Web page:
Wind and rain swept through the dark streets of Nieuwoudtville like a highwayman claiming his sweetheart. Sheltering from the storm in the large kitchen of a stone cottage, a group of friends sat round the hearth, where a woodfire crackled. They chatted and laughed and urged Hennie O’Kennedy to sing.
Late in the evening he called for his guitar and in his deep, time-etched voice he crooned:
‘As jy vir my can se (“If you can tell me)
Waar did Bushmanland le (Where Bushmanland lies)
Bushmanland vat my hand…’ (Bushmanland take
For a full minute the elements were reduced to a whisper by one of the most haunting songs in the Afrikaans language. It rose from the wide, arid plains to the north of the town, known as Bushmanland: that never-never land in the far Northern Cape, where you can journey for hundreds of kilometres without seeing a soul. A place where you can sing ‘Bushmanland take my hand’ today and the echo will respond tomorrow.
Hennie O’Kennedy, a sheep farmer from the district and owner of the local hotel, passed away some years back, yet his time-etched voice still lingers in the rugged veld.
That night was my first introduction to Nieuwoudtville ten years ago when a longstanding friend, Hendrik van Zijl, who lives in Nieuwoudtville, invited me to do a story here.
Ten years later, the exact scene could have been re-enacted once more, with friends from the district gathering to celebrate togetherness, the storm and the flowers.
“We’ve had wonderful rains this year, they came at just the right time for the flowers, which means that all things being well, we are in for an excellent year,” Hendrik said in June this year.
From early August to late September the landscape from here to Springbok will erupt with flowers. Around Springbok there will mostly be daisies, but around Nieuwoudtville there’ll be hundreds of different varieties of bulbs.
Known as the ‘bulb capital of the world’ Nieuwoudtville has more floral bulb species than anywhere else on our planet. This is what attracted Hendrik to Nieuwoudtville twenty years ago when he swapped his life as an attorney in Cape Town for his life in Nieuwoudtville. An authority on indigenous flowers and the history of the area, he leads floral and ecoystem tours and has restored several historic houses in the town, which he now runs as guesthouses.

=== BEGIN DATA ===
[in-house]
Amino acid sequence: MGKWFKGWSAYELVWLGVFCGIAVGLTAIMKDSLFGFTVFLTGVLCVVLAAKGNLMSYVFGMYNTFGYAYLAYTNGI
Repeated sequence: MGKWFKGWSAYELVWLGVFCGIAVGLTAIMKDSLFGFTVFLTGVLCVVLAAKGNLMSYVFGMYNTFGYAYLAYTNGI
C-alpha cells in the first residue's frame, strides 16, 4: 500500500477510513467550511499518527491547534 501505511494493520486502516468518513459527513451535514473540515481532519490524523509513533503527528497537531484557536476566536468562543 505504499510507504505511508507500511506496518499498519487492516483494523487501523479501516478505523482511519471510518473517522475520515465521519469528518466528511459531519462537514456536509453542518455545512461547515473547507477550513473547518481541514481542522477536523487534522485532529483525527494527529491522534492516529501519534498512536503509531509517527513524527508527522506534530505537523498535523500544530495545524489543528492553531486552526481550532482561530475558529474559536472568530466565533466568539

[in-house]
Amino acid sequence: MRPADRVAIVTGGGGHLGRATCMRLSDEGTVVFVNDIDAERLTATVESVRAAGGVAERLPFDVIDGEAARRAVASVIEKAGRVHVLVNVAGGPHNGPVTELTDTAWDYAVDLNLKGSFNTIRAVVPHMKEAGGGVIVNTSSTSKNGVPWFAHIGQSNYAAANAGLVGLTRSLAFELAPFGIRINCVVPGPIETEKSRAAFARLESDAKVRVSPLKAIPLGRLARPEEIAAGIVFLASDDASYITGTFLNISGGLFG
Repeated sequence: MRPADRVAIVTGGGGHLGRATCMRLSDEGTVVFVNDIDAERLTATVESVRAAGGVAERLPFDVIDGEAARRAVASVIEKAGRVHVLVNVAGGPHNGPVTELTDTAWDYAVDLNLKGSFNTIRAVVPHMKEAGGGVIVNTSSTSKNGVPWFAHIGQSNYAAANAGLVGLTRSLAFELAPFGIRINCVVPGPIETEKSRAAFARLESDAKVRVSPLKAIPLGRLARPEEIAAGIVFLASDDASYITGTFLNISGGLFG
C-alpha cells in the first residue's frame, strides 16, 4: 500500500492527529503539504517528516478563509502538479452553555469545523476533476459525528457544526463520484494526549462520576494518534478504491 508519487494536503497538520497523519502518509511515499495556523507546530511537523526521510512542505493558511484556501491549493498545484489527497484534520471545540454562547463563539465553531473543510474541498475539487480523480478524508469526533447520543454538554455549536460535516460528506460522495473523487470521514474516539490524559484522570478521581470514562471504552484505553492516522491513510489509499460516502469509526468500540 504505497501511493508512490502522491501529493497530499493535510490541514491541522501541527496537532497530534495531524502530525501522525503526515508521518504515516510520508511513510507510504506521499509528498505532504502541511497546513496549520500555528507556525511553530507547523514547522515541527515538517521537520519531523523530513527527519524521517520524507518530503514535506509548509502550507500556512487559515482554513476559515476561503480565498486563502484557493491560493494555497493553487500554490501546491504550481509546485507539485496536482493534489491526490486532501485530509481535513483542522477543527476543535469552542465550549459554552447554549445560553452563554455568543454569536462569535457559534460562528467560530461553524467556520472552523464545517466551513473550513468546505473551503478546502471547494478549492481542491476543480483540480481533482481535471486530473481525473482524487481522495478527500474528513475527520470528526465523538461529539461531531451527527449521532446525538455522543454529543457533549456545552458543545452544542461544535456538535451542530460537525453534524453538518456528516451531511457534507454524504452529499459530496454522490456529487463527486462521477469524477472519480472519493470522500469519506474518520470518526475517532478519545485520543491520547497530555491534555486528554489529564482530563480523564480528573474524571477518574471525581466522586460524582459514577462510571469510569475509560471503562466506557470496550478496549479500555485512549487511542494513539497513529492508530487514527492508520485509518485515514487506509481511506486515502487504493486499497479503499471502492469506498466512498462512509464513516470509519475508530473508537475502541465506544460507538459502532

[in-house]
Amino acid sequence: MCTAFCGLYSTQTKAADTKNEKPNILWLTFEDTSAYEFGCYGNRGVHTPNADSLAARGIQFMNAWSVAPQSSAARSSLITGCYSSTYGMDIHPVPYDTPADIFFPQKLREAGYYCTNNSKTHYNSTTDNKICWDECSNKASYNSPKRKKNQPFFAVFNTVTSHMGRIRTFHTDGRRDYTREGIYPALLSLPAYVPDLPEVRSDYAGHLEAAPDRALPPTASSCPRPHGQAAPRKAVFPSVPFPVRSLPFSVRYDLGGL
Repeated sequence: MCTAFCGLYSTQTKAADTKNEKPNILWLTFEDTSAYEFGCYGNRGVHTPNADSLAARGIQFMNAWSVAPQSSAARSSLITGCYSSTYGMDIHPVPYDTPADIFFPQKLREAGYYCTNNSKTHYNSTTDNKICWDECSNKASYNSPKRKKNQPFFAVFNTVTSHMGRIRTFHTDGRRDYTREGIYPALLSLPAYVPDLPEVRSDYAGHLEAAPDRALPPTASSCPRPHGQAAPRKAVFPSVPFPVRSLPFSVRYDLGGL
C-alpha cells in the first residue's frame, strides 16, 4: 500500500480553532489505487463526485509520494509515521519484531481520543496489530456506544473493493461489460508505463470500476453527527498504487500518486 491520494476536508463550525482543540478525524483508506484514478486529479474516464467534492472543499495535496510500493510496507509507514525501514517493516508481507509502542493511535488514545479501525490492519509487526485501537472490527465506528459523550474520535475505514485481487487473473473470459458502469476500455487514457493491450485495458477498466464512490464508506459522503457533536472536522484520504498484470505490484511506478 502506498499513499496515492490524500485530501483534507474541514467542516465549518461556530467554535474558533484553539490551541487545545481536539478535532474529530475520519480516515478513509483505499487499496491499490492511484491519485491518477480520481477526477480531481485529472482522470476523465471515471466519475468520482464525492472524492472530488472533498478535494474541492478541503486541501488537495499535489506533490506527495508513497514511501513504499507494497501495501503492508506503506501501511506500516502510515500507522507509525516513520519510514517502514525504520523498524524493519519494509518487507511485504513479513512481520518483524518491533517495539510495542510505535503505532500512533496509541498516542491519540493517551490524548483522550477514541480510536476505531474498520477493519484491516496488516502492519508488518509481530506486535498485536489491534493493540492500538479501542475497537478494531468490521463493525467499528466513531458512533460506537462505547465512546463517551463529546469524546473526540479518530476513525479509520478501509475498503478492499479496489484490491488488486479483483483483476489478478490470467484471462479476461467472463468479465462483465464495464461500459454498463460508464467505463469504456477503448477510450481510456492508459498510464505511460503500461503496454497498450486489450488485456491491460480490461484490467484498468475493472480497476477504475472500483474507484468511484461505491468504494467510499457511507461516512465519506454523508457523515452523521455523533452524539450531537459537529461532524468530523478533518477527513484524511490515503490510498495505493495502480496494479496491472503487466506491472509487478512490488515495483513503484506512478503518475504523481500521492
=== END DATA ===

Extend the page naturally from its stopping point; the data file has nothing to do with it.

“I’ve returned to my roots,” explained Hendrik whose Dutch ancestors traveled by ox wagon along this same route from Cape Town in the early 1700s.
The 350-kilometre journey from Cape Town follows the Cederberg mountain range to Klawer, where you turn off to Vanrhynsdorp, gateway to Nieuwoudtville. From here you head across the infinite knersvlakte plains – so called because of the sound of the wagon wheels on the quartzite – and up Vanrhyns Pass onto the Bokkeveld Plateau and the vast wetlands where the flamingoes have recently returned.
Flamingoes once lived here in great flocks but gradually disappeared. It could have had something to do with the fact that they were once eaten in these parts. South African author and poet Leipoldt, who grew up in this area, published a famous cookery book in 1934 titled ‘Kos vir die Kenner’ in which there are three recipes on how to prepare flamingo, as well recipes for stuffed blue crane and tortoise soup.
“Nothing was regarded as finite then,” said Hendrik whose main message is “to conserve” and who talks about the bird, butterfly insect and animal species and their relationship to the flowers.
“We are extremely fortunate that the floral populations are still largely intact here, and for this the farmers must get much credit because they have been on the land here all these years.”
Another contributing factor for the floral intactness, he explained, is that so few people live in this part of the Northern Cape that human impact has been relatively light.
The Northern Cape in its entirety covers 30% of South Africa’s land, but only 5% of the total population lives here. There is little industrial development, few exotic species (which they work at clearing) and the air and water is crisp and clear.